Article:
Manning’s equation is used to design and size constituent drains in a storm conveyance system.
Where: Q = Flow Rate, v = Velocity, A = Flow Area, n = Manning’s Roughness Coefficient, R = Hydraulic Radius, S = Channel Slope
Key take away on this point is that, when we obstruct flow in the drainage system or simply do not built or maintain an adequate drainage systems we contribute to flood.
To conclude this article three major contributing factors to flooding in Liberia have been identified and discussed: 1) unregulated conversion of land use 2) consistent decommissioning of natural water storage, by constructing in wetlands and floodplains, 3) obstruction , lack of maintenance and inadequate storm conveyance systems.
Having established the above major contributors a series of short term, medium term and long term interventions are recommended.
Short term interventions:1) An extensive public awareness campaign to educate the local populace on the relationship between land use and floods 2)Massive, regular and sustainable efforts to remove all obstructions from the storm conveyance system in every urban and suburban community must be initiated.3)Land use conversions within sub-urban areas must to be controlled. Greenfield construction must to be temporarily suspended until the appropriate land use regulatory regime is instituted.4) Disaster response institutions must develop early flood warning systems, identify communities susceptible to flood and maintain a stock of supplies to rapidly respond to flood victims. 5) Reclaiming of wet lands for construction needs to be immediately halted.
Medium intervention includes: 1) a comprehensive regulatory regime around land use planning and land use conversions inclusive of clear guidelines and regulations governing the management of water resources and ecosystem services needs to be developed. 2) There need to be a full review of the current capacity of storm conveyance systems in urban and sub-urban areas to determine current discharge and recharge capacities and identified needs for additional drainage infrastructure. 3) Local building codes and standards need to be developed and must incorporate flood resilient design principles and standards.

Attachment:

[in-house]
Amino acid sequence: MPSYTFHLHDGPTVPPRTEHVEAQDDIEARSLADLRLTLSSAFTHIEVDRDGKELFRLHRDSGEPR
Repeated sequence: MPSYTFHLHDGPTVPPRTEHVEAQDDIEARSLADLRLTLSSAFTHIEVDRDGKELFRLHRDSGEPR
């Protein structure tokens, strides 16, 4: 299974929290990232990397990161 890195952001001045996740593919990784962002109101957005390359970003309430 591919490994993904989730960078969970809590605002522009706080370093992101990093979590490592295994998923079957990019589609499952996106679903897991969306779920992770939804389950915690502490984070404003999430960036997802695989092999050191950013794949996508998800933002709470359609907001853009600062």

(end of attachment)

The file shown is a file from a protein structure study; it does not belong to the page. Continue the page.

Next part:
Long-term actions includes: 1) every lowland, swamp, wetland and floodplain must be located, mapped, and their uses thereof strictly regulated. 2) Every residence, community or physical infrastructure located in identified lowland, floodplain or wetland must be relocated. 3) The principles and concepts of sustainable development must be incorporated into our infrastructure development planning regime. 4) The national human resource development strategy must incorporate emphasis on training in land use, regional planning, water resource management, hydrology and environmental engineering. 5) A rigorous implementation and monitoring regime must be launched alongside policy actions around the themes of land use, water resource management, urban and regional planning. 6) The storm conveyance system of each major Liberia city must be accessed to determine the current capacity, gaps in the existing systems identified and capital investment projects planned to respond to the identified gaps.
It is said that when we plan, we solve tomorrow’s problems today. Well as a practicing infrastructure engineer and development practitioner it is our professional and moral duty to educate, enlighten and put forward recommendations on issues of development significance. We cannot claim full command and understanding of the laws of nature and its applicable principals, but we must stimulate positive thinking using science. Remember, our solutions need to be based on scientific principles and backed by the political will. The reverse approach never works.
My two cents.
This article was first published in October 2017